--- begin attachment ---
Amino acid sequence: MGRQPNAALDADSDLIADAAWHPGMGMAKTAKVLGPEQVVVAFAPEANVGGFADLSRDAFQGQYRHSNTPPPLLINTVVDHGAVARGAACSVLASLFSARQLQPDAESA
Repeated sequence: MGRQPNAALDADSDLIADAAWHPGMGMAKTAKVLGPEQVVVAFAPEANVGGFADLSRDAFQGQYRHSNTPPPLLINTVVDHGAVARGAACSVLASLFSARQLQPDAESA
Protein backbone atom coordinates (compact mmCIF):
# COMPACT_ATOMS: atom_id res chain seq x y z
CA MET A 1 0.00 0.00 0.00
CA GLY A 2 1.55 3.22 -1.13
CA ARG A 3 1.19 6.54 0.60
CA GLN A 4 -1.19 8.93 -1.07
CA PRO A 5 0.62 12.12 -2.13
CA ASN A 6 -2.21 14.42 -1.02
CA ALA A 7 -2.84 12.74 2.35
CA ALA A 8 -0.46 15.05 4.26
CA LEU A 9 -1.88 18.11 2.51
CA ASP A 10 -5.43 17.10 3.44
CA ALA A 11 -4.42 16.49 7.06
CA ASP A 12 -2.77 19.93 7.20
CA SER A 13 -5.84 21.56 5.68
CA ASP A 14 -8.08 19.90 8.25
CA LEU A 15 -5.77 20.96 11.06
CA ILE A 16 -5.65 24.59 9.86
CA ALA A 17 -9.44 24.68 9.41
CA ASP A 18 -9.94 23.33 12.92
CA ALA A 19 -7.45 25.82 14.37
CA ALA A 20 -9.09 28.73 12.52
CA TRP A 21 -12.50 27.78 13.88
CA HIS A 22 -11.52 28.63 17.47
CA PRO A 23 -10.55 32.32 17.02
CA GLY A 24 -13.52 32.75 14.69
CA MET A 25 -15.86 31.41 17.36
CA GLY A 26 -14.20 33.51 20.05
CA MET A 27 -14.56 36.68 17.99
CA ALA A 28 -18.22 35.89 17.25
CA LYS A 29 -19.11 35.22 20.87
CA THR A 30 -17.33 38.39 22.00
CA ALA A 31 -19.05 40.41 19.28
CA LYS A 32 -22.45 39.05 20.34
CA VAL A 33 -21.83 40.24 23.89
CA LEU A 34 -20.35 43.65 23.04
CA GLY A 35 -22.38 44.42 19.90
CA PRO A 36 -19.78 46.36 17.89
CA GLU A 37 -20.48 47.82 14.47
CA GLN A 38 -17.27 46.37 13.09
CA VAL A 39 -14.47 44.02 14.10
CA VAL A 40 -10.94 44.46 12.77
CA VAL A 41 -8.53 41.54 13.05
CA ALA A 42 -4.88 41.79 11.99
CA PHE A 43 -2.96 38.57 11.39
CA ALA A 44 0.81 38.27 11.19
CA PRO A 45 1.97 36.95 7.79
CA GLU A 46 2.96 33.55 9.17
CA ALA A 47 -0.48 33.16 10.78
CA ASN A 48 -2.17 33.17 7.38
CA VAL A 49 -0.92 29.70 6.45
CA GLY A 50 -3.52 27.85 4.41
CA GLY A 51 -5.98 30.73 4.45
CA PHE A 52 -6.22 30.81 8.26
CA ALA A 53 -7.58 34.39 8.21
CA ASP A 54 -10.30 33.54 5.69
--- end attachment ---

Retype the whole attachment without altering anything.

Amino acid sequence: MGRQPNAALDADSDLIADAAWHPGMGMAKTAKVLGPEQVVVAFAPEANVGGFADLSRDAFQGQYRHSNTPPPLLINTVVDHGAVARGAACSVLASLFSARQLQPDAESA
Repeated sequence: MGRQPNAALDADSDLIADAAWHPGMGMAKTAKVLGPEQVVVAFAPEANVGGFADLSRDAFQGQYRHSNTPPPLLINTVVDHGAVARGAACSVLASLFSARQLQPDAESA
Protein backbone atom coordinates (compact mmCIF):
# COMPACT_ATOMS: atom_id res chain seq x y z
CA MET A 1 0.00 0.00 0.00
CA GLY A 2 1.55 3.22 -1.13
CA ARG A 3 1.19 6.54 0.60
CA GLN A 4 -1.19 8.93 -1.07
CA PRO A 5 0.62 12.12 -2.13
CA ASN A 6 -2.21 14.42 -1.02
CA ALA A 7 -2.84 12.74 2.35
CA ALA A 8 -0.46 15.05 4.26
CA LEU A 9 -1.88 18.11 2.51
CA ASP A 10 -5.43 17.10 3.44
CA ALA A 11 -4.42 16.49 7.06
CA ASP A 12 -2.77 19.93 7.20
CA SER A 13 -5.84 21.56 5.68
CA ASP A 14 -8.08 19.90 8.25
CA LEU A 15 -5.77 20.96 11.06
CA ILE A 16 -5.65 24.59 9.86
CA ALA A 17 -9.44 24.68 9.41
CA ASP A 18 -9.94 23.33 12.92
CA ALA A 19 -7.45 25.82 14.37
CA ALA A 20 -9.09 28.73 12.52
CA TRP A 21 -12.50 27.78 13.88
CA HIS A 22 -11.52 28.63 17.47
CA PRO A 23 -10.55 32.32 17.02
CA GLY A 24 -13.52 32.75 14.69
CA MET A 25 -15.86 31.41 17.36
CA GLY A 26 -14.20 33.51 20.05
CA MET A 27 -14.56 36.68 17.99
CA ALA A 28 -18.22 35.89 17.25
CA LYS A 29 -19.11 35.22 20.87
CA THR A 30 -17.33 38.39 22.00
CA ALA A 31 -19.05 40.41 19.28
CA LYS A 32 -22.45 39.05 20.34
CA VAL A 33 -21.83 40.24 23.89
CA LEU A 34 -20.35 43.65 23.04
CA GLY A 35 -22.38 44.42 19.90
CA PRO A 36 -19.78 46.36 17.89
CA GLU A 37 -20.48 47.82 14.47
CA GLN A 38 -17.27 46.37 13.09
CA VAL A 39 -14.47 44.02 14.10
CA VAL A 40 -10.94 44.46 12.77
CA VAL A 41 -8.53 41.54 13.05
CA ALA A 42 -4.88 41.79 11.99
CA PHE A 43 -2.96 38.57 11.39
CA ALA A 44 0.81 38.27 11.19
CA PRO A 45 1.97 36.95 7.79
CA GLU A 46 2.96 33.55 9.17
CA ALA A 47 -0.48 33.16 10.78
CA ASN A 48 -2.17 33.17 7.38
CA VAL A 49 -0.92 29.70 6.45
CA GLY A 50 -3.52 27.85 4.41
CA GLY A 51 -5.98 30.73 4.45
CA PHE A 52 -6.22 30.81 8.26
CA ALA A 53 -7.58 34.39 8.21
CA ASP A 54 -10.30 33.54 5.69